" Sí Se Puede !": From First-Generation American To First-Generation College Student


I was a precocious 5-year-old child who thought my father, who worked the graveyard shift as a nurse, was a doctor. He was always wearing scrubs and carrying his stethoscope so naturally, I called him "Dr. Saldivar" while I pressed his stethoscope against his chest. But my father was a humble man who had no reservations about correcting me: "Yo no soy doctor, mijo, pero tu puedes ser doctor."

"I am not a doctor, son, but you can be a doctor."

I grew up feeling like I had no limits because of moments like this. He never questioned my decisions nor my ability to succeed and instilled in me the notion that I was capable. It's something that has helped me take risks personally and professionally in spite of the hardships I had to endure.

Being born to Mexican immigrants meant I inevitably identified with my Mexican heritage and the immigrant experience that connects many Latinos. It also meant that my parents had to work long hours to provide for my siblings and me. It meant that fear often overcame us because our mother was undocumented at the time. It meant I had to learn to navigate through school paperwork on my own, because my parents' English was limited and they couldn't always be there to goad us through the process. It meant that when my parents divorced, we would have to move an hour away from our school district to be able to afford our new apartment. It meant that my perseverance, my resilience, and my strength would be tested if I wanted to succeed academically.

"Perseverance," "resilience," "strength," "immigration," and "the American Dream" are just a few words that are nearly synonymous with the Latino experience. And this is especially true when you look at the staggering statistics and the obstacles that Latinos have to overcome in order to succeed in public schools. For instance, while the national high school dropout rate has decreased significantly thanks in large part to increased graduation rates among Latinos, we still account for the highest dropout rate in the country. At the same time, we are more likely to live in poverty and attend racially segregated schools. These are issues that are intertwined and create a plethora of other problems for Latinos.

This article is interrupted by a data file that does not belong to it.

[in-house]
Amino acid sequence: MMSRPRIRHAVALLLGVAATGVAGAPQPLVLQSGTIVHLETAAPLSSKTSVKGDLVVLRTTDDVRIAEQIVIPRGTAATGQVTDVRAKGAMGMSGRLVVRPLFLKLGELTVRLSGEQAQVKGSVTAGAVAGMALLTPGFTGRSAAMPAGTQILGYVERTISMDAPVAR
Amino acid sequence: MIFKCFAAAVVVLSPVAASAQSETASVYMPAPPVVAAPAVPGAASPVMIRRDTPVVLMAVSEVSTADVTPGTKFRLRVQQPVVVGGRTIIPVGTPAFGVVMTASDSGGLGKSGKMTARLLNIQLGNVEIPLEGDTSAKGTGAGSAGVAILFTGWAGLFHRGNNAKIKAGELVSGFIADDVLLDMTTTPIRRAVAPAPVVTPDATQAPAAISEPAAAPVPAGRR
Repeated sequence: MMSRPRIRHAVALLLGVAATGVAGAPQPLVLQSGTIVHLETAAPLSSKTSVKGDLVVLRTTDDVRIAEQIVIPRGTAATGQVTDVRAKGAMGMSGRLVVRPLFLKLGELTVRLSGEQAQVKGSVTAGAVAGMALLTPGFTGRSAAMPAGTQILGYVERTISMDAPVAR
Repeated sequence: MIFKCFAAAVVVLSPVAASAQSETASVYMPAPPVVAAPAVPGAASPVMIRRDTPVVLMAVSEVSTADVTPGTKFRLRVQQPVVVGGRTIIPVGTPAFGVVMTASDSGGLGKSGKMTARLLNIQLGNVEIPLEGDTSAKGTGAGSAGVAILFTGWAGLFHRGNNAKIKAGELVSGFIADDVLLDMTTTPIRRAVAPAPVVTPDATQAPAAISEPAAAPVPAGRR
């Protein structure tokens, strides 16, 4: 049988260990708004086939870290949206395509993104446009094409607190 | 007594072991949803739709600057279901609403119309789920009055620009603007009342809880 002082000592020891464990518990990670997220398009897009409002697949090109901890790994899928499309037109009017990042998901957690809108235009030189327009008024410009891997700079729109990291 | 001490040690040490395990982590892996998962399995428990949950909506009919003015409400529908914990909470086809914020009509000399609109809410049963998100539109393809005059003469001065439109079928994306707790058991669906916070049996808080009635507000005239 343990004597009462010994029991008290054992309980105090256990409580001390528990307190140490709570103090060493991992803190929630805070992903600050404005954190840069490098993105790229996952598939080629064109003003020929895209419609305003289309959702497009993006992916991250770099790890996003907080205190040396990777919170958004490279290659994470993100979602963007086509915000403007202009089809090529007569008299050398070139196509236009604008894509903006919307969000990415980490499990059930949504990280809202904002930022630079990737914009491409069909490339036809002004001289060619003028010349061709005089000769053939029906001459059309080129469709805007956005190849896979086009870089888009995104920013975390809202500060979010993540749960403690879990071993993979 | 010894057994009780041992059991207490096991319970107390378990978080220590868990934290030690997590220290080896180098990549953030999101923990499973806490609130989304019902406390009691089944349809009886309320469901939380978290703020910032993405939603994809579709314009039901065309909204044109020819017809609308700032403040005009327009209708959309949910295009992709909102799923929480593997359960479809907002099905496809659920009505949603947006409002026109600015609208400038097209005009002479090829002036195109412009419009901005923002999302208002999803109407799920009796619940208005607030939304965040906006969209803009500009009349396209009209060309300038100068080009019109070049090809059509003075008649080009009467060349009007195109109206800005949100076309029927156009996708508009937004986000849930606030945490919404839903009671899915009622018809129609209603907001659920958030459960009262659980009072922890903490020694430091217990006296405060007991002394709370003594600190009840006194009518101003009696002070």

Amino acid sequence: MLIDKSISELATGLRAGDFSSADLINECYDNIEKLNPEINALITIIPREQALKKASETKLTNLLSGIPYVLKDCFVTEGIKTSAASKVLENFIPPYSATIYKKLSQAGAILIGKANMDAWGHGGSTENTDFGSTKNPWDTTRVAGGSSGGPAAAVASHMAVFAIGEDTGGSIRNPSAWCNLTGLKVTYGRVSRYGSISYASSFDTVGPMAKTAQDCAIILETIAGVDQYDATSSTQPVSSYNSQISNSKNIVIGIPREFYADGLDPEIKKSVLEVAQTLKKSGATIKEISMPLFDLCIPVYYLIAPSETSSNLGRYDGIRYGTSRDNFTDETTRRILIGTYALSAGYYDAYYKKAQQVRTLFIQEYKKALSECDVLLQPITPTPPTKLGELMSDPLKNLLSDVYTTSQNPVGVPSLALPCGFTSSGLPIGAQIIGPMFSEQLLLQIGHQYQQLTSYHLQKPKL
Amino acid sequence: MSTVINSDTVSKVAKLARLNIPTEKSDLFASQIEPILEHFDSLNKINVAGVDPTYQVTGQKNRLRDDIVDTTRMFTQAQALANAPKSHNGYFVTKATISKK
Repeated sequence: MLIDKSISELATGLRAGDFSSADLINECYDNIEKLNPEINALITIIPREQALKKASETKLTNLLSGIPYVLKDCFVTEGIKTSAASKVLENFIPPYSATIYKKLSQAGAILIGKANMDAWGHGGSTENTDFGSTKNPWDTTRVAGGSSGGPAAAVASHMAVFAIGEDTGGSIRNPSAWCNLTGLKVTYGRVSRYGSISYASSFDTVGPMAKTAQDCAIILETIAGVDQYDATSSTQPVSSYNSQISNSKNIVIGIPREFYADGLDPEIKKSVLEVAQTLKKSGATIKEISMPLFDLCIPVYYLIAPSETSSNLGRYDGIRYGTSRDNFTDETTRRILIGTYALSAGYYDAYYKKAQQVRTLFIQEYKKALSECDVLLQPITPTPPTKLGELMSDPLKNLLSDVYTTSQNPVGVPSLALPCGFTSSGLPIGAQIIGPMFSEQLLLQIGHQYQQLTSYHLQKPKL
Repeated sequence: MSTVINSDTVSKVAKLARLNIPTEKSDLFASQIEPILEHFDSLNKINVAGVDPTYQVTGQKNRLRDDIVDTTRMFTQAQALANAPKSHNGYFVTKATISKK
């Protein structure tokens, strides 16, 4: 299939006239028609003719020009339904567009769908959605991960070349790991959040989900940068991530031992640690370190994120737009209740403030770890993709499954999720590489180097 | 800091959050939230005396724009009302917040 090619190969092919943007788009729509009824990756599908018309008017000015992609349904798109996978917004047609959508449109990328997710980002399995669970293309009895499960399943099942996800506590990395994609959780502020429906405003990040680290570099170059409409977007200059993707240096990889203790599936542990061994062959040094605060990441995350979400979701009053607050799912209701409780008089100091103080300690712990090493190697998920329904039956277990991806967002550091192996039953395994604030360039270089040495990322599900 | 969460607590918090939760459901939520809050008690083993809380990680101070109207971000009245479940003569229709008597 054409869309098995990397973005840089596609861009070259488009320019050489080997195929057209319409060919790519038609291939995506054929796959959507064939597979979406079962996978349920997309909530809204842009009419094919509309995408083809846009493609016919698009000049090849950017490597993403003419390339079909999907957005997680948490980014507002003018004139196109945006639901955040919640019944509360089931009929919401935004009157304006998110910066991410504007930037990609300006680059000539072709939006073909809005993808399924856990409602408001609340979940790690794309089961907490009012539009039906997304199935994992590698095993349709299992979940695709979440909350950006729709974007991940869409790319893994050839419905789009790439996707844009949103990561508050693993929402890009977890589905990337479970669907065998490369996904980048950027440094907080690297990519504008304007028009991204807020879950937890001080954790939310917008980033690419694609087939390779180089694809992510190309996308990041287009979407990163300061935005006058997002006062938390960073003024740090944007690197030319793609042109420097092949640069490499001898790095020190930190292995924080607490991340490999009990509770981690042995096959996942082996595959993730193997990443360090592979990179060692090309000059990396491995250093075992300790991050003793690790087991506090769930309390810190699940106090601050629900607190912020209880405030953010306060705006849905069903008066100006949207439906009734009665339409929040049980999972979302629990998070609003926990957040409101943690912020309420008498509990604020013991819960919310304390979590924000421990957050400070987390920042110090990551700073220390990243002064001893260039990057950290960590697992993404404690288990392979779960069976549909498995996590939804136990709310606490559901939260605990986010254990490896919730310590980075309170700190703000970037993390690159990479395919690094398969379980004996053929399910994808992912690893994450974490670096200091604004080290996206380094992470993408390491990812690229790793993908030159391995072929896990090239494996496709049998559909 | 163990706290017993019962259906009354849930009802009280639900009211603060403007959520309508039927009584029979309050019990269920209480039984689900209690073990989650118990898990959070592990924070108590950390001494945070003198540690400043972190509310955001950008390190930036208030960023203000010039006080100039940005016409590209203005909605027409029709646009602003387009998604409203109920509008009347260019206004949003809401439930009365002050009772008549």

I know this because I lived through it firsthand.

My parents earned a combined income that was below the poverty level in this country, so the aftermath of their separation was hard to endure. We were evicted from our apartment and though my mother never complained and constantly assured my siblings and me that everything was under control, she began working two shifts, and -- like my father -- we began to see less and less of her. I knew that I needed to contribute to the house to help alleviate her burden so I found my first job when I was 14 at the local hotel. Despite juggling long hours I spent at school (seven in the morning until four in the afternoon), my situation at home, and my new job, I maintained an above average GPA.

My mother who was once ambivalent about me moving to a different city for college was my biggest fan on my graduation. Having my siblings, Lisette and Edgar, with me meant the world to me.

But more important to me were my siblings and their education. From firsthand experience, I understood how hard it was to concentrate with all the instability at home. I continually emphasized to them the importance of excelling academically. Their education was just as important to me as mine, so I woke up almost an hour earlier every day to take them to school on public transit. As soon as I dropped them off, I caught the next bus and went to my school. It was difficult, but I loved them, and as long as they were getting a dignified education, I could not complain. Instead, I opted to embrace that "sí se puede!" attitude to help me get one step closer to making that American Dream a reality.

Nearly a decade later, while working three different jobs to put myself through school, I became the first in my family to graduate college from the University of Southern California (Fight On, Trojans!). And, in spite of all the hardships, I am thankful for my upbringing as it has given me a unique vantage point of the social, economic, and political struggles that a community faces when marginalized. More importantly, it's what drove me to pursue journalism: to give the silenced, disadvantaged minorities a voice. My upbringing has served as a constant reminder to acknowledge these struggles and not dismiss them. As a journalist, it has been my most powerful asset in the daily fight to effect change. As a brother, son, relative and friend, I hope to serve as an example of what is possible when an opportunity is coupled with perseverance, resilience, and strength.